Shifting Landscapes: Tradition & Trends
A one-day symposium celebrating 80 years of Horticulture.Date/Time
Saturday, November 03
8:00 am - 5:30 pm
Join us to celebrate 80 years of Horticulture with a one-day symposium in our newly renovated Administration Auditorium. Topics include a look at NBG’s past, present and future, climate change and its impact on local plants, great garden plants for our region and natural landscape design. Full schedule and keynote speakers are listed below.
Early Bird: $80/person until September 30
Regular Registration: $100/person beginning October 1
|Time||Topic & Speaker|
|8:00 AM||Registration Opens|
|9:15 AM||NBG Celebrates 80 Years!
Noted local historians Dr. Martha Williams and Amy Waters Yarsinske will discuss the Garden’s unique heritage.
President & CEO Michael Desplaines will present the Garden of Tomorrow
|10:30 AM||Mark Weathington, Director of the JC Raultson Arboretum at North Carolina State University and former NBG Director of Horticulture. Presentation will be based on his recent book Gardening on Your Own.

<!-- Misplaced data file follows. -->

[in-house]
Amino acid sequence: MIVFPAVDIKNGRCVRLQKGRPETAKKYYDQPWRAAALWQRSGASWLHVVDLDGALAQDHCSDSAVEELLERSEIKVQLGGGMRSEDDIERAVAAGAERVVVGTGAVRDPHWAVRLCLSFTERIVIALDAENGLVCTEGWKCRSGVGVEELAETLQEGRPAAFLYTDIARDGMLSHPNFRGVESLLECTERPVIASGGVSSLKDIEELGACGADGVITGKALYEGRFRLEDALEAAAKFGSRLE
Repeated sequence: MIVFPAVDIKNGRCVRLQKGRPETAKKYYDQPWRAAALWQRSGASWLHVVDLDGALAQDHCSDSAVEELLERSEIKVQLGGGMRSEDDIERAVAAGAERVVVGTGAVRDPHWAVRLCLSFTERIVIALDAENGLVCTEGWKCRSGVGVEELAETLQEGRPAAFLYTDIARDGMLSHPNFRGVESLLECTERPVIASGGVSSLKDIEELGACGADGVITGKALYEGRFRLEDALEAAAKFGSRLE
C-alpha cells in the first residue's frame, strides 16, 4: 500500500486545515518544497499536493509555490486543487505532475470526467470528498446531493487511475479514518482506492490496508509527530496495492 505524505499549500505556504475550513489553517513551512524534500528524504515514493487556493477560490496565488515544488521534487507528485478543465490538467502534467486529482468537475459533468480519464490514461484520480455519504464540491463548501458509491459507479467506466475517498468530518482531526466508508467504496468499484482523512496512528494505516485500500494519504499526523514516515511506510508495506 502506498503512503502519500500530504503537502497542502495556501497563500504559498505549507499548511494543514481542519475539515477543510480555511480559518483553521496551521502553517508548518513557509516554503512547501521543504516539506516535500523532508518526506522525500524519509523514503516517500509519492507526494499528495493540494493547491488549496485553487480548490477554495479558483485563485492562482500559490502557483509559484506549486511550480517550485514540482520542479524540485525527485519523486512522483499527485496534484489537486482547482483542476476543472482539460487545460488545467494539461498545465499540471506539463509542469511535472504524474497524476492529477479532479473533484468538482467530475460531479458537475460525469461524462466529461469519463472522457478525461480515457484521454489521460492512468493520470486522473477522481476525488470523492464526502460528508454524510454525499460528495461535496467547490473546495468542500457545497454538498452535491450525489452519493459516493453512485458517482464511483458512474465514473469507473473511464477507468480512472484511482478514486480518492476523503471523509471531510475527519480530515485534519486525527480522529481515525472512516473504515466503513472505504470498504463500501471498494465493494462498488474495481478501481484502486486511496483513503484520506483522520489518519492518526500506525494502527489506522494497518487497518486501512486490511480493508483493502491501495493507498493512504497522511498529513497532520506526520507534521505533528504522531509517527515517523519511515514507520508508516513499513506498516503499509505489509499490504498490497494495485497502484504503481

Beyond Tire Planters- Creating the New Southern Garden
The south has a tremendous culture of gardening but as priorities and times change, how and why we garden evolves as well. We garden for more than beauty – for food, to support wildlife, to solve environmental problems. Knowing why we do what we do allows the cultivated landscape to work for us and not the other way around.
|11:30 AM||Lunch, with time to tour the Garden on your own|
|12:45 PM||Welcome Back|
|12:55 PM||Dr. Michael Allen, Old Dominion University Assistant Professor Political Science & Geography, presentation on climate change|
|2:00 PM||Dr. Tatyana Lobova, Old Dominion University, Senior Lecturer, Department of Biological Science, presentation on the impact of climate change on local plants|
Larry Weaner, Principal and founder of Larry Weaner Landscape Associates
Living in the Liberated Landscape
Using examples from his own property as well as diverse client projects, Larry will share how this give-and-take approach can result in compelling, low-maintenance landscapes that free plants to perform according to their natural abilities and liberate people from having to cater to their landscapes’ every need.
|Closing||Join us afterward for an ending reception and cocktail hour.|